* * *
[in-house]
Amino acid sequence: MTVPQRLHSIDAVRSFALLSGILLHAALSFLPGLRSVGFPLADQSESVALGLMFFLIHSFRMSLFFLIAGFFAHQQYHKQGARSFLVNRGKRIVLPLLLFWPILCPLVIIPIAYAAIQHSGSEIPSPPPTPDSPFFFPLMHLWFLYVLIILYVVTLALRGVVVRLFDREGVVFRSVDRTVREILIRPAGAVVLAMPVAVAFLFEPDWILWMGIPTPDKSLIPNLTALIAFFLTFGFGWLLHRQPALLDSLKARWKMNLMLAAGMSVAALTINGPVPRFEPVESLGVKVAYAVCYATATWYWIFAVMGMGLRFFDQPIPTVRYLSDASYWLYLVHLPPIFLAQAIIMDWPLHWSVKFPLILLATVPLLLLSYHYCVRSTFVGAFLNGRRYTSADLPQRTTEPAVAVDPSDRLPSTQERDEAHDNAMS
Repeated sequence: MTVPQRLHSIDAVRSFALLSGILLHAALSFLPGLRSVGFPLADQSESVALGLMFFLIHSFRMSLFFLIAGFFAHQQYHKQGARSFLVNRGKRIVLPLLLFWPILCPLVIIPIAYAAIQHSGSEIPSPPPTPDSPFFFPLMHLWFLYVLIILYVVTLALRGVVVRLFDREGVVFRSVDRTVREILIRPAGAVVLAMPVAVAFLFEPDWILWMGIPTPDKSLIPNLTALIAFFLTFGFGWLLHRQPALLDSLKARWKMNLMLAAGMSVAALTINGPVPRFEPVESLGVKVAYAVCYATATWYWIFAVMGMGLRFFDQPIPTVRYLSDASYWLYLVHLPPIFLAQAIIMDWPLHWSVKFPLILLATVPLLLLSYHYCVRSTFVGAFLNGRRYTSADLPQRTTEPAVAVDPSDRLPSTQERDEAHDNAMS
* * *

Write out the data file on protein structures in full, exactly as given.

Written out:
[in-house]
Amino acid sequence: MTVPQRLHSIDAVRSFALLSGILLHAALSFLPGLRSVGFPLADQSESVALGLMFFLIHSFRMSLFFLIAGFFAHQQYHKQGARSFLVNRGKRIVLPLLLFWPILCPLVIIPIAYAAIQHSGSEIPSPPPTPDSPFFFPLMHLWFLYVLIILYVVTLALRGVVVRLFDREGVVFRSVDRTVREILIRPAGAVVLAMPVAVAFLFEPDWILWMGIPTPDKSLIPNLTALIAFFLTFGFGWLLHRQPALLDSLKARWKMNLMLAAGMSVAALTINGPVPRFEPVESLGVKVAYAVCYATATWYWIFAVMGMGLRFFDQPIPTVRYLSDASYWLYLVHLPPIFLAQAIIMDWPLHWSVKFPLILLATVPLLLLSYHYCVRSTFVGAFLNGRRYTSADLPQRTTEPAVAVDPSDRLPSTQERDEAHDNAMS
Repeated sequence: MTVPQRLHSIDAVRSFALLSGILLHAALSFLPGLRSVGFPLADQSESVALGLMFFLIHSFRMSLFFLIAGFFAHQQYHKQGARSFLVNRGKRIVLPLLLFWPILCPLVIIPIAYAAIQHSGSEIPSPPPTPDSPFFFPLMHLWFLYVLIILYVVTLALRGVVVRLFDREGVVFRSVDRTVREILIRPAGAVVLAMPVAVAFLFEPDWILWMGIPTPDKSLIPNLTALIAFFLTFGFGWLLHRQPALLDSLKARWKMNLMLAAGMSVAALTINGPVPRFEPVESLGVKVAYAVCYATATWYWIFAVMGMGLRFFDQPIPTVRYLSDASYWLYLVHLPPIFLAQAIIMDWPLHWSVKFPLILLATVPLLLLSYHYCVRSTFVGAFLNGRRYTSADLPQRTTEPAVAVDPSDRLPSTQERDEAHDNAMS